Esa-Pekka SALONEN (b. 1958)
Violin Concerto (2009) [29:04]
Nyx (2010) [19:15]
Leila Josefowicz (violin)
Finnish Radio Symphony Orchestra/Esa-Pekka Salonen
rec. Helsinki Music Centre, September 2011 (Nyx) and March 2012 (Violin Concerto)
DEUTSCHE GRAMMOPHON 479 0628 [48:23]
One often tends to forget that Salonen for all his conducting activities is also a distinguished composer. His comparatively limited output consists of painstakingly chiselled works of substance. This recent release offers two quite recent works composed a couple of years ago.
The Violin Concerto is laid-out in four movements: Mirage, Pulse I (slow), Pulse II (Scherzo) and Adieu. The first movement opens in media res with torrents of notes from the soloist mostly with light and subtle accompaniment: celesta, glockenspiel, harp and vibraphone. At times, though, the orchestra takes over briefly with weightier, darker pedal points sometimes swelling to shattering, though short-lived climaxes. The movement ends unresolved. The ensuing Pulse I is the concerto's short, slow movement whereas Pulse II is its somewhat longer Scherzo that “dances and swings like a folk band from an alien planet”. However, the core and emotional heart of the entire work is the final Adieu, a beautiful lyrical meditation. It, too, ends unresolved with the music gliding away calmly.
Salonen's Violin Concerto is clearly of the virtuoso kind but the technical challenges, though real, are certainly not gratuitous. The music is often warmly lyrical and quite often beautiful. It is not easy but Leila Josefowicz rises superbly to the many technical challenges while doing full justice to the music's real expressive strength. Like some of his Finnish colleagues such as Lindberg, Kaipainen and – to a certain extent – Saariaho, Salonen's music has become more readily accessible though it remains technically challenging. The Violin Concerto is a splendid work that deserves wider exposure and definitely repays repeated hearings. I hope that this magnificent performance will encourage many other violinists to investigate it and pick it up in their repertoire.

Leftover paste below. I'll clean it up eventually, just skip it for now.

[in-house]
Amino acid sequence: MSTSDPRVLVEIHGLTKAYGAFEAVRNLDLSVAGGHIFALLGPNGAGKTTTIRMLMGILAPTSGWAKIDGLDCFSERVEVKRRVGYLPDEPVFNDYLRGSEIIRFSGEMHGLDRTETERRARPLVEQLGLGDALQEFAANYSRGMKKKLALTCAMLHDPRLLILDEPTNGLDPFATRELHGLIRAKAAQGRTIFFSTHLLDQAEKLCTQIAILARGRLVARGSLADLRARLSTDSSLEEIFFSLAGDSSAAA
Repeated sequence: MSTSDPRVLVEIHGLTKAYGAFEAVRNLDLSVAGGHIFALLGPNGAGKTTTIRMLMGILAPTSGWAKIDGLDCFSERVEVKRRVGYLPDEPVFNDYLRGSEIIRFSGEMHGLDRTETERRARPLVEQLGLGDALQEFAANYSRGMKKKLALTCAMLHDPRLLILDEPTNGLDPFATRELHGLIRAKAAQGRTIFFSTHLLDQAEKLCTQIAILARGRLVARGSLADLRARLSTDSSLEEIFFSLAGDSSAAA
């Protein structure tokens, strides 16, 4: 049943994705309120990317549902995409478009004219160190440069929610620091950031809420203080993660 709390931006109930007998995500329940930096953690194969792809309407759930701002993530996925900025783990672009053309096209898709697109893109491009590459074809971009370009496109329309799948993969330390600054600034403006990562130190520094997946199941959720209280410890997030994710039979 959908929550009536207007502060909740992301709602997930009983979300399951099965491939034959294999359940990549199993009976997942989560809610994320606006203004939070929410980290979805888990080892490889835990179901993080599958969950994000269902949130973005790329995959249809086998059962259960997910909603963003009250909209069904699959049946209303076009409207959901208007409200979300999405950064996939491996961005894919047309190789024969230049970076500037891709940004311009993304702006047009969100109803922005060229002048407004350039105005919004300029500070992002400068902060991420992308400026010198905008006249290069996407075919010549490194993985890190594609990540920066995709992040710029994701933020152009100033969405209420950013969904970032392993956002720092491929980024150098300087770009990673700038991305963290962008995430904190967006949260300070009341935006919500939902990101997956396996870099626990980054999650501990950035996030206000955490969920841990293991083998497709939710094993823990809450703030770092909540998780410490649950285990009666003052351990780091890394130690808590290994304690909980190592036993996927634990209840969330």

Nyx is the Greek goddess of night. She is also the mother of sleep and death, as well as of the sensual pleasures, dreams and day. I draw this piece of information from the accompanying insert notes. One might thus think that the work is a Nocturne but Nyx turns out to be a symphonic poem reflecting the various attributes of the Greek goddess. The work opens with a horn quartet that immediately suggests a nocturnal and ominous mood. The music opens up and proceeds in an almost martial mood soon interrupted by a more ruminative section led by the clarinet. It then moves on through a number of contrasted episodes by turns dreamy, troubled and menacing.
Salonen's music displays remarkable orchestral mastery, no doubt gained from his long experience as a conductor. It has much in common with that of his friends and colleagues whom I mentioned earlier. It is certainly not easy to play but is eminently accessible, often quite beautiful and strongly expressive.
As might be expected these performances are superb and the recording does full justice to the music's wide dynamic range. This is thus a self commending release were it not for its shamefully short playing time of little under fifty minutes for a full price disc.
A splendid release of two recent and substantial works.
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